My high school yearbooks are lost to me, fumbled somewhere over the past five years, during the course of one of my moves between apartments and cities. It gives me a very small pinprick of pain when I think about that — or about many lost things from my career at Gaithersburg High School — and then I push it out of my mind and try and think of more present matters.
Once in a while though, I’ll wake up in the morning having dreamt about some classmate or other that I might not have thought about since practically the day I took my diploma in hand. Try as I might, I can’t fathom why he or she made such a memorable guest appearance in my dreams; there’s almost no tangible connection that I can bring to mind, and yet I swear that, for a time between late night television and the morning alarm, they were as vivid to me as if I had passed them in the cafeteria the day before.To be honest, such occurrences are not always random or without meaning. Perhaps once every twelve months for the past seven years or so, in my dreams I’ve happened across a girl from my graduating class named Karlee. She was the pretty red-headed girl that I knew since the seventh grade, that I always found attractive but never asked out, that I never knew well enough to keep in touch with after I left suburban Maryland, though I’m pretty sure I wanted to.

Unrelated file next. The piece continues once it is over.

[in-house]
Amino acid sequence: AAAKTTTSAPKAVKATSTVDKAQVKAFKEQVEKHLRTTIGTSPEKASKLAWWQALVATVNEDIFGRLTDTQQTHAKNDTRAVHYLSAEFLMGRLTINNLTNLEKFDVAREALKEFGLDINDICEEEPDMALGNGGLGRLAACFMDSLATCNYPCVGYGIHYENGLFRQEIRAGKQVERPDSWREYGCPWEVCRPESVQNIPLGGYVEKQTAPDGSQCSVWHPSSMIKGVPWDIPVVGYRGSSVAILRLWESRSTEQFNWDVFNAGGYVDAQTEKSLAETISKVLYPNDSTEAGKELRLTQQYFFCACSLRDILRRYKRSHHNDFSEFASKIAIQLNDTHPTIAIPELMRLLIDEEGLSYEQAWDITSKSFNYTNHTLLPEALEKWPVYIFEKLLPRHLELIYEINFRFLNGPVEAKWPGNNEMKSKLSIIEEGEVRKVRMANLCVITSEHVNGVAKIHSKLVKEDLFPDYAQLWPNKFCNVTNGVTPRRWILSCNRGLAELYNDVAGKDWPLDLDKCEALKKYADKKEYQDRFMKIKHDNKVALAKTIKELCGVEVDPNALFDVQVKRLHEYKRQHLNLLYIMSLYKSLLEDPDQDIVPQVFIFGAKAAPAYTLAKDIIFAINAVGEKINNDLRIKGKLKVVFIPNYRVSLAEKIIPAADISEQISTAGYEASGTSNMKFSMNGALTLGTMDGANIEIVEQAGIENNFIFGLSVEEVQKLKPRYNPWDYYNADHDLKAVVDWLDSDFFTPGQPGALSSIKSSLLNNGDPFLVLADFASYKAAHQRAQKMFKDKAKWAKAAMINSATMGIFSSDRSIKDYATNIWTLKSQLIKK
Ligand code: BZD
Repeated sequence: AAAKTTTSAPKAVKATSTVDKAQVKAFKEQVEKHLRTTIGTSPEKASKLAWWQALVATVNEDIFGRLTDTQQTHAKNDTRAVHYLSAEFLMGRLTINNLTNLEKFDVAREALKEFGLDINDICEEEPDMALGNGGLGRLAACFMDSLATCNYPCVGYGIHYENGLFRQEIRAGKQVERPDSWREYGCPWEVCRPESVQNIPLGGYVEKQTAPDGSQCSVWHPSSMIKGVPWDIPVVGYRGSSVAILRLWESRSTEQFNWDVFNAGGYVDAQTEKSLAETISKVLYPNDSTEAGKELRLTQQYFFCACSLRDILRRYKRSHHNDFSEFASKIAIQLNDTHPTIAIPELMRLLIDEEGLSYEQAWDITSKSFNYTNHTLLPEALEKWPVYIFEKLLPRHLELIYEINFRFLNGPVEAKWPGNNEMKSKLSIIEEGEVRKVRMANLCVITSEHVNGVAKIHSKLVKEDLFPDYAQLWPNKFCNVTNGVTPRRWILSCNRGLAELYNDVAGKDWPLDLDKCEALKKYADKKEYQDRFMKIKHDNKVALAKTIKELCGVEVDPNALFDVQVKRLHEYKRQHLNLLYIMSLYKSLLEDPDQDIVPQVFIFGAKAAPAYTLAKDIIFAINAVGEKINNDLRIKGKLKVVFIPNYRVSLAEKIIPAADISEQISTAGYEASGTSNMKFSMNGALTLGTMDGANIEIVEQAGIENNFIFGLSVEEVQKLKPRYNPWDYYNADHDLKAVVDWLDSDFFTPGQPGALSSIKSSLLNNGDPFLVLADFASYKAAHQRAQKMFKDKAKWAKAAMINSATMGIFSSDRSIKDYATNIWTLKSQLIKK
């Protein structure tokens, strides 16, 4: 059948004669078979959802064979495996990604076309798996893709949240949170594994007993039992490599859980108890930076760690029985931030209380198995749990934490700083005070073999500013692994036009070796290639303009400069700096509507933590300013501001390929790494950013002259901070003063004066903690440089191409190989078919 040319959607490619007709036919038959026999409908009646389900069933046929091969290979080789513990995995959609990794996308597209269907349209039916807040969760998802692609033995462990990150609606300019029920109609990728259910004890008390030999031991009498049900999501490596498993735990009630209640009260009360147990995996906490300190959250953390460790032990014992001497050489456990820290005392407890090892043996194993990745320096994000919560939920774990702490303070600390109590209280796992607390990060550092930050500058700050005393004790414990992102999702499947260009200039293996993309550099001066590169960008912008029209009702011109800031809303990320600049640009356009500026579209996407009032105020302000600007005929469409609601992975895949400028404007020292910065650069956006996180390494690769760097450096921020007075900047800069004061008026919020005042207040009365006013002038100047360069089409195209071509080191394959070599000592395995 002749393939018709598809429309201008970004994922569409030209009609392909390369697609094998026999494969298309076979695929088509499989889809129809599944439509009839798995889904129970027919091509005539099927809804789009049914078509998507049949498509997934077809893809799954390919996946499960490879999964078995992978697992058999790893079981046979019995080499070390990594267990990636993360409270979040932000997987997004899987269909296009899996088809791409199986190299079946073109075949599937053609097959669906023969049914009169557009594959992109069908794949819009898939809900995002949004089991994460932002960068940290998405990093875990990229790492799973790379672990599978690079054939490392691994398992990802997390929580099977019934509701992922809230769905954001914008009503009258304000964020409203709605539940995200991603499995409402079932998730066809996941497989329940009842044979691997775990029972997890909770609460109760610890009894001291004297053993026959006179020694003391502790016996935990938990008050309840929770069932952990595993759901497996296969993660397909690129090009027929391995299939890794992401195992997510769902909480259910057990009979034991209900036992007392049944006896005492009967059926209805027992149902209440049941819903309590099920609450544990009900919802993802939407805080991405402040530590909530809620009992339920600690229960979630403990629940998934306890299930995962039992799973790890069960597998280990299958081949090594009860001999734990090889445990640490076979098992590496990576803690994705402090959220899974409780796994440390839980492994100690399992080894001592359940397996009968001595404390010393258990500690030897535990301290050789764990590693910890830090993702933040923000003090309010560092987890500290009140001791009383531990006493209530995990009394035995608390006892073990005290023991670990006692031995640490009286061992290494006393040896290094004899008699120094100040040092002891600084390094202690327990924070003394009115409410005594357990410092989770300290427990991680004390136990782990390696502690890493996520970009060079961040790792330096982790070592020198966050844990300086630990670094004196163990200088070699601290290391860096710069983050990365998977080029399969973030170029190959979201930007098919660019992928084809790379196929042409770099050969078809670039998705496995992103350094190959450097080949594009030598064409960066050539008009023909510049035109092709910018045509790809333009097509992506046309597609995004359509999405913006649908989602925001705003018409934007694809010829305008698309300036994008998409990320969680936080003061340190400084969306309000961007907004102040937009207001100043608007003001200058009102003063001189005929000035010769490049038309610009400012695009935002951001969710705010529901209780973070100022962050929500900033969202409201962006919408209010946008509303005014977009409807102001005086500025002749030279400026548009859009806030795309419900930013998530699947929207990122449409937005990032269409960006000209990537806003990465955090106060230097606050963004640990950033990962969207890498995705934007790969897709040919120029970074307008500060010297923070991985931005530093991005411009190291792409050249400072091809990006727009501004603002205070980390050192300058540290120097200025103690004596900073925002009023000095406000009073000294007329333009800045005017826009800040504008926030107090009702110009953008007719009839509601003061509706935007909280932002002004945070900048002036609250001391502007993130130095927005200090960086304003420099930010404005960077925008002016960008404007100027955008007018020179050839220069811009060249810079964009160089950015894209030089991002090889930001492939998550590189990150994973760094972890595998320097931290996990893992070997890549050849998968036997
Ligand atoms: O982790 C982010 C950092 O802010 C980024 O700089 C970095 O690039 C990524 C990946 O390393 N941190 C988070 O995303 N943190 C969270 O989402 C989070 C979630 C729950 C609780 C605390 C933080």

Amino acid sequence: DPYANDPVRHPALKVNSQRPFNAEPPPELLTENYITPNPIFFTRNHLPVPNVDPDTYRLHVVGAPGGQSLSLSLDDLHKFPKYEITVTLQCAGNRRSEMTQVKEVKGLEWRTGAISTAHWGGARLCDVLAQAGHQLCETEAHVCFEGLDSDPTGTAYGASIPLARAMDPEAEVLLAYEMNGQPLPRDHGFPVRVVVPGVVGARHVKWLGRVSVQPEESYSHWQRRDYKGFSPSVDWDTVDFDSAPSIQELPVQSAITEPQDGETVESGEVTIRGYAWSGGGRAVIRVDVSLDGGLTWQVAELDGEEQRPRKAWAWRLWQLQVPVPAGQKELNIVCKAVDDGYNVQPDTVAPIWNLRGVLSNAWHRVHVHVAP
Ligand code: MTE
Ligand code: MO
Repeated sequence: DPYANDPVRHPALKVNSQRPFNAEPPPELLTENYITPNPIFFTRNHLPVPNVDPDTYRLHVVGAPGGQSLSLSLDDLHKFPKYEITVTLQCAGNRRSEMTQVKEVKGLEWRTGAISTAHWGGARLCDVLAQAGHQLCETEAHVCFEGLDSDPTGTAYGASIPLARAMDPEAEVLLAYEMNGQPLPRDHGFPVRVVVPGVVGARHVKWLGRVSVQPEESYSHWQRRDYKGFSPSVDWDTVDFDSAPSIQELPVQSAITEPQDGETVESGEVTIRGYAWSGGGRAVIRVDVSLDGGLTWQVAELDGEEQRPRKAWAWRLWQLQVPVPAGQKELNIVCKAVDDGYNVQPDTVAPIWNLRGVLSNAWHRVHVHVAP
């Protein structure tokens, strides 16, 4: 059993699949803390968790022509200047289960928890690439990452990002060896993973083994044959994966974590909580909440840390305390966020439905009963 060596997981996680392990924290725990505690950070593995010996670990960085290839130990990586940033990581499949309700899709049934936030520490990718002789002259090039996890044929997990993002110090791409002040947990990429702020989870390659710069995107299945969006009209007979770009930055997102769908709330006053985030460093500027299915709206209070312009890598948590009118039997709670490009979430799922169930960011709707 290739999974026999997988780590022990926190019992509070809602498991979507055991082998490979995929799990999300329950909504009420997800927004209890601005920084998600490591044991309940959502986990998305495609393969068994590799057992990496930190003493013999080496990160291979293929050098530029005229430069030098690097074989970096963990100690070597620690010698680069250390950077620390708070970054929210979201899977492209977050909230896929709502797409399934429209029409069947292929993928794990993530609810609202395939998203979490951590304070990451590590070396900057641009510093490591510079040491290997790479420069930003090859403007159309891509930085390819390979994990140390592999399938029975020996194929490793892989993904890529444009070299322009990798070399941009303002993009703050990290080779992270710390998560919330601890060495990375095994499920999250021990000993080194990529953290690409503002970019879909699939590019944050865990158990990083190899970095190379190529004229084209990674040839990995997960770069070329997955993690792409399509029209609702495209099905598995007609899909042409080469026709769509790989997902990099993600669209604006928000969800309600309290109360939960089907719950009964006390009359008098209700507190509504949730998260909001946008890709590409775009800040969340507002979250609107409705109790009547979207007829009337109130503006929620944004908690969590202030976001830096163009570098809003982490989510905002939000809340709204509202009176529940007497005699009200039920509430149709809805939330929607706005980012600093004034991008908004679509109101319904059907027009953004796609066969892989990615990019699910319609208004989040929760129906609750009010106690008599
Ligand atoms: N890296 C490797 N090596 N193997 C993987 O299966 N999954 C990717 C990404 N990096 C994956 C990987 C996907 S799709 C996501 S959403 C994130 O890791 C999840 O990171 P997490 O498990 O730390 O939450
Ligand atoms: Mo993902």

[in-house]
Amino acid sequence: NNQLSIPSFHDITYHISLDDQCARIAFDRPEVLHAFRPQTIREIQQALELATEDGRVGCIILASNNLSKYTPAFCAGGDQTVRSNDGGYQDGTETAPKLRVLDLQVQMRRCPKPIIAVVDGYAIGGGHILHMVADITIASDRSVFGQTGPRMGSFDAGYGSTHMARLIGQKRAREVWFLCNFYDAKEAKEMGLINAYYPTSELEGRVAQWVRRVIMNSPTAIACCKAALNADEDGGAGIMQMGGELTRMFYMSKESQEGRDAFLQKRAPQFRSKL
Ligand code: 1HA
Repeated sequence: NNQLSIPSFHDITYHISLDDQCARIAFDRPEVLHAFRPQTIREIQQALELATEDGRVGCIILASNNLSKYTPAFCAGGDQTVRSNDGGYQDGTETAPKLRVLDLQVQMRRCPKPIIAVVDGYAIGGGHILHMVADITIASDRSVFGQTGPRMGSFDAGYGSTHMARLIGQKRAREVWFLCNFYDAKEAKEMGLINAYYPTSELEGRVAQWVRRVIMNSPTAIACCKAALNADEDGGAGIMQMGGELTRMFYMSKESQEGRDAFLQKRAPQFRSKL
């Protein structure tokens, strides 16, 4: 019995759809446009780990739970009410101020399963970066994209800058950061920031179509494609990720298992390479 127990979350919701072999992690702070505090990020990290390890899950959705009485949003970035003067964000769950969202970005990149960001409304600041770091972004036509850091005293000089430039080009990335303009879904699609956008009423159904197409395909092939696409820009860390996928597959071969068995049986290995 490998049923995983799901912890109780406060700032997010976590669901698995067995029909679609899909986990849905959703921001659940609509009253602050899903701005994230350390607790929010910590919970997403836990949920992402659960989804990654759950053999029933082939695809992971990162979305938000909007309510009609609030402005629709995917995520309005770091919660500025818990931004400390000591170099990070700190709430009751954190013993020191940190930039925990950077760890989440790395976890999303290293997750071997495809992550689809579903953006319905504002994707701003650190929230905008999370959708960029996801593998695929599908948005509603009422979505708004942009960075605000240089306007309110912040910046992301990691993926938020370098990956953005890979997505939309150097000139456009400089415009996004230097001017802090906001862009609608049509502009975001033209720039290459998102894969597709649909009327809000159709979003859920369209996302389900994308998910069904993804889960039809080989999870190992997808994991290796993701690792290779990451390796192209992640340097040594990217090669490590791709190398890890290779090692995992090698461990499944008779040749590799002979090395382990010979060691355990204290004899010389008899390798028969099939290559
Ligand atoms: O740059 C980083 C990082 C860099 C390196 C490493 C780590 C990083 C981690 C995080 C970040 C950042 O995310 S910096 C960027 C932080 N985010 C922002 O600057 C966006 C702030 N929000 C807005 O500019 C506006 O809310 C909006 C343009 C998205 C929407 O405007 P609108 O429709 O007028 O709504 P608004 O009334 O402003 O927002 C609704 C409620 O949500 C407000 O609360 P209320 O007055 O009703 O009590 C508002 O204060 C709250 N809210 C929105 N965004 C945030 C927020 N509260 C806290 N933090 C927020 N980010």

She shows up in unexplained places under inexplicable circumstances. In a coffee bar, at a shopping arcade, in a gymnasium, halfway across the river on the F train into Brooklyn. Sometimes it’s the day after high school, or perhaps fifteen years after graduation; she’s young or she’s old, sometimes mindful of me and sometimes completely oblivious, and once she was about to become some other man’s wife, which, by now, is surely not just something I dreamt up.
When I woke up, I did a search on Google for her, but even the finest search engine of the 21st century came up with nothing, no way to reach back into personal history. And so I wonder now, I really wonder, what she wrote in my high school yearbook.